Alejandro Escovedo had an unlikely path to fame. Though he comes from a musical family—brothers Coke and Pete played with Santana and niece Sheila E. is a well-known pop star—he did not begin playing music until his mid-twenties, when he worked on a film about a band that couldn’t play. His music has defied genre, with influences from garage rock, country, punk and traditional Mexican music.
His fans know him as a rocker and a musician, but Escovedo now has another identity to his name: hepatitis C survivor.
Escovedo was diagnosed with hepatitis C in 1996, and his illness intensified—and was brought into the spotlight—when he collapsed on-stage in 2003. At the time of his diagnosis, Escovedo was unaware that hepatitis C is one of the leading causes of liver cancer. More than 40,000 Americans will be diagnosed with liver cancer this year and hepatitis C will cause at least 50% of those cases. Hepatitis C is especially dangerous because it does not always present signs and symptoms until someone has been infected for a long period of time. By the time Escovedo collapsed on stage, he had advanced cirrhosis of the liver, as well as tumors in his abdomen and varices in his esophagus.
He has said, “Getting sick was like walking on a beautiful sunny day, and suddenly a piano falls on you from out of nowhere.”
Today, Escovedo is cured of hepatitis C and feeling well. Now he wants you to have the information he didn’t have: that hepatitis C is linked to cancer, and if you are at risk you need to get screened for this virus before it leads to cancer.
“Many people are unaware of the link between hepatitis C and cancer,” Escovedo said. “I am proud to join with the Prevent Cancer Foundation to tell you to take charge of your health and think about the link between viruses and cancer.”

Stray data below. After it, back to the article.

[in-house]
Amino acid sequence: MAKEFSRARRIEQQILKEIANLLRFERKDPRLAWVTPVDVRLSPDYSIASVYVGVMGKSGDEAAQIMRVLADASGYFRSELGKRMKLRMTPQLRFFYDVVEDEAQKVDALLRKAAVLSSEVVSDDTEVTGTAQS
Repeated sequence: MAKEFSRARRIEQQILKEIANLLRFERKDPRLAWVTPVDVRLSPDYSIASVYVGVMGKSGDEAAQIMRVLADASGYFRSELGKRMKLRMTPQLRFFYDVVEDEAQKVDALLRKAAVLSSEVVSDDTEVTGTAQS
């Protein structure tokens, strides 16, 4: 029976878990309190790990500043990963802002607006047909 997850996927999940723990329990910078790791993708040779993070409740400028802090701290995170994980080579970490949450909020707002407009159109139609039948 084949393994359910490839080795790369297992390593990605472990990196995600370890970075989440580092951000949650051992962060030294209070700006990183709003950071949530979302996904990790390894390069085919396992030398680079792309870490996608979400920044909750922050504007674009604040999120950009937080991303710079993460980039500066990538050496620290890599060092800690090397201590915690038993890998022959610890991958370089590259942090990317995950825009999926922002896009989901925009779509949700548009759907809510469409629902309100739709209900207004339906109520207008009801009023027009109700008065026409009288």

At age 27, Marissa Jaret Winokur was about to embark on the time of her life. Though she didn’t know it at the time, she would soon be cast in the lead role as Tracy Turnblad in Broadway’s “Hairspray,” for which she would later win a Tony award. But before she got the big news about her big break, Winokur was given news of a different sort—she was diagnosed with cervical cancer.
More than 12,000 women are diagnosed with invasive cervical cancer each year. Winokur’s cancer, like more than 90 percent of cervical cancer cases, was caused by the human papillomavirus (HPV). Though she was lucky her cancer was detected in a routine Pap test, women today have more options available to prevent cervical cancer.
The Centers for Disease Control and Prevention (CDC) recommend the HPV vaccine for all girls and boys ages 11-12. (HPV not only causes most cervical cancers, but is also linked to at least five other types of cancer, which is why it is recommended for boys as well as girls.)
In addition to the vaccine, the Prevent Cancer Foundation® recommends women begin regular cervical cancer screenings at age 21 with a Pap test every three years. Women ages 35-65 should have a Pap test combined with an HPV test every five years, or a Pap test every three years.
Winokur’s cancer was detected after an abnormal Pap test. Just days after her diagnosis, Winokur had to have part of her cervix removed, and later, she had a hysterectomy. She is now cancer-free.
“When I was young, the HPV vaccine wasn’t available, and neither was the HPV test,” Winokur said. “Girls and young women today can protect themselves from cancer, but they have to know about their options. That’s why I tell everyone to think about the link between HPV and cancer, and get vaccinated and screened so you don’t have to go through what I did.”